Lum and Levi spend weekends hiking, rowboating, and skateboarding with friends. Levi occasionally brings up wanting a dad. “I acknowledge his feelings,” Lum says. “Then I point out that we know families with two moms, one dad, divorced parents. I talk about the wonderful people in his life and then I bring it back to the most important thing: We have each another.” The one person Lum wishes knew Levi is her grandmother. “I remember one Christmas years ago, she said, ‘You know, Jenny, you don't need a husband to have a baby.’ Funny that she gave me the thumbs-up before I knew that's how things would go.”
Don’t talk about parties, tailgates, easiness of professors, or hotness of the girls/guys on campus. Maybe those are factors in why you want to go to the school, but that will not impress anyone on the admissions committee!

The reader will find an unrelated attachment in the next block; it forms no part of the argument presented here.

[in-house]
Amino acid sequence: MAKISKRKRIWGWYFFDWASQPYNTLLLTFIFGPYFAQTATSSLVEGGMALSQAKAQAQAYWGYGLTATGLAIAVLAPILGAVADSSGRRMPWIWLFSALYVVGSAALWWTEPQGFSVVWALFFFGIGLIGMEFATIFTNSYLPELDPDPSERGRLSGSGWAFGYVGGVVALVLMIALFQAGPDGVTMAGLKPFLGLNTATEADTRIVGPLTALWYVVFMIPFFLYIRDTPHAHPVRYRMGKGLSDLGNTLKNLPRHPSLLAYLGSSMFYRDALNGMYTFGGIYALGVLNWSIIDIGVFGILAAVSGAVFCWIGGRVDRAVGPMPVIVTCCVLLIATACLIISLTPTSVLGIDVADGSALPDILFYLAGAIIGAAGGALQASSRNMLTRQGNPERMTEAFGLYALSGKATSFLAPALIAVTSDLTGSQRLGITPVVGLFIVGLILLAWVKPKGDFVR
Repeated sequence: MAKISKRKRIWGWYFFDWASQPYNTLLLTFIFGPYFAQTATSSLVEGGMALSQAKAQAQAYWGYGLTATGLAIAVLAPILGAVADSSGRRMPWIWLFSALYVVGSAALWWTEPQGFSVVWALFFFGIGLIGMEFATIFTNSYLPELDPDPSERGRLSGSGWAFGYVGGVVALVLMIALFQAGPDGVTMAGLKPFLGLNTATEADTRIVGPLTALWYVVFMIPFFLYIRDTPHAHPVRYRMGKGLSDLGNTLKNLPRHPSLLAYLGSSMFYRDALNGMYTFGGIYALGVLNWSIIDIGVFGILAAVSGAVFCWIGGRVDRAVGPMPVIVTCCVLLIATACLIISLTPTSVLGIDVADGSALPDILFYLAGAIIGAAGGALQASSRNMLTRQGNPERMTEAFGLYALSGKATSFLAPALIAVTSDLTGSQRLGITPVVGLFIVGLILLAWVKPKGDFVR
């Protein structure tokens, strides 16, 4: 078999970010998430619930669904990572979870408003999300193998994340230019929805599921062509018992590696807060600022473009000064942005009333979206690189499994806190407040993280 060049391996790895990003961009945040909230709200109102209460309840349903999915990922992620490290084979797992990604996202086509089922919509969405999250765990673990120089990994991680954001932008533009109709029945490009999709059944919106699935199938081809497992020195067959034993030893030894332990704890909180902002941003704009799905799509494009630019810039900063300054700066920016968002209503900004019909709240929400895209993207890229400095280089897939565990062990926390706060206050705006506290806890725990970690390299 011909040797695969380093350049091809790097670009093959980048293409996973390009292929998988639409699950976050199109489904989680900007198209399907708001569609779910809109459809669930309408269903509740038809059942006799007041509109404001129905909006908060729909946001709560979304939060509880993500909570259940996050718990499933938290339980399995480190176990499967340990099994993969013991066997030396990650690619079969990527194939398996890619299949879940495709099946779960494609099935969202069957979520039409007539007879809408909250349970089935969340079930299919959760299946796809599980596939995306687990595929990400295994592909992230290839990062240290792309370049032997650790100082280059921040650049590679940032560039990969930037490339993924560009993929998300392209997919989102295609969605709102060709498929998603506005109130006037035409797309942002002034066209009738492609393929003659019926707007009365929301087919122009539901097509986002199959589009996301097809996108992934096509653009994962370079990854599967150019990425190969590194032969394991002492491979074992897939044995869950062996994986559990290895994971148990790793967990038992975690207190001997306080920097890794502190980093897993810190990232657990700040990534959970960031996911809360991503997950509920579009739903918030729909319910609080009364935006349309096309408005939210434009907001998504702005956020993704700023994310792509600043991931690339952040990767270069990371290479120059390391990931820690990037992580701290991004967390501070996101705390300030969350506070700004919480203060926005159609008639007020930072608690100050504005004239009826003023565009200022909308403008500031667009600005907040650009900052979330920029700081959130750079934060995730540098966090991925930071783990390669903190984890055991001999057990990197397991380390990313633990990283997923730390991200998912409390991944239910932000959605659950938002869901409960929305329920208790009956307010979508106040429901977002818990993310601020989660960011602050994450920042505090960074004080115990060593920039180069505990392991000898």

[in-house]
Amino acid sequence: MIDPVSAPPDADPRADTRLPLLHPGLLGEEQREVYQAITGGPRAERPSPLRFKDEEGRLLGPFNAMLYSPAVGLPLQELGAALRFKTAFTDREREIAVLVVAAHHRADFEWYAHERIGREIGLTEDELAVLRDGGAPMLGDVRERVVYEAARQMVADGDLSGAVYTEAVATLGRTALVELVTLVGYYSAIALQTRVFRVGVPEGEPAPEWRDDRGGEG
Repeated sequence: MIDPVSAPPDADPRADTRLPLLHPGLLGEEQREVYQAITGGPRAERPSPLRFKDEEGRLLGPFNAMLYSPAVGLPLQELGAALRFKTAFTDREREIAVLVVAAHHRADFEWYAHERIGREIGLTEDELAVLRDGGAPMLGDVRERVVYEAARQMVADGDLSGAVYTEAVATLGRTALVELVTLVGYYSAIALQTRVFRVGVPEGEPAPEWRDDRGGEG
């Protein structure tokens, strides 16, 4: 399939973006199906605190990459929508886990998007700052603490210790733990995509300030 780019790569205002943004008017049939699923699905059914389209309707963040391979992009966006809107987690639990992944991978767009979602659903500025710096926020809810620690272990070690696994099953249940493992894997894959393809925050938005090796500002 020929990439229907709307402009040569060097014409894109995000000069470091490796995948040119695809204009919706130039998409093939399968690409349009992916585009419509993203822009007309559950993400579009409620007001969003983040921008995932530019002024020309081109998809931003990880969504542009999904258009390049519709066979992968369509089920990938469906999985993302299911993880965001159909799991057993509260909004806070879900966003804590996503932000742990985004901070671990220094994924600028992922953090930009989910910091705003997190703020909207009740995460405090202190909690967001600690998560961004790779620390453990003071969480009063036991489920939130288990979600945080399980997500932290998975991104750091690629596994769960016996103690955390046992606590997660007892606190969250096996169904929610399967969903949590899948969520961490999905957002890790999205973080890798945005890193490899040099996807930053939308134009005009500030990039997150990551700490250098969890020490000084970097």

All of this occurs to the viewer before the central event of the painting (as announced in the painting's title) reveals itself to his attention: the splash of a pair of legs as the fallen Icarus plunges into the sea. In the lower right-hand corner of the painting, the painfully splayed legs, their delicate pinkness, are all that we see of the fallen mythological figure. They are caught at that precise instant that this symbol of human pride or hubris is about to disappear forever from the world's attention (ironically, of course, in a world where no one is paying attention). We are the only ones who will ever know. All of the energies of the painting lead away from this disturbing and important event: the plowman and shepherd, oblivious, go about their business, as does the fully-rigged boat (also moving toward the left), sailing away from the fallen figure. .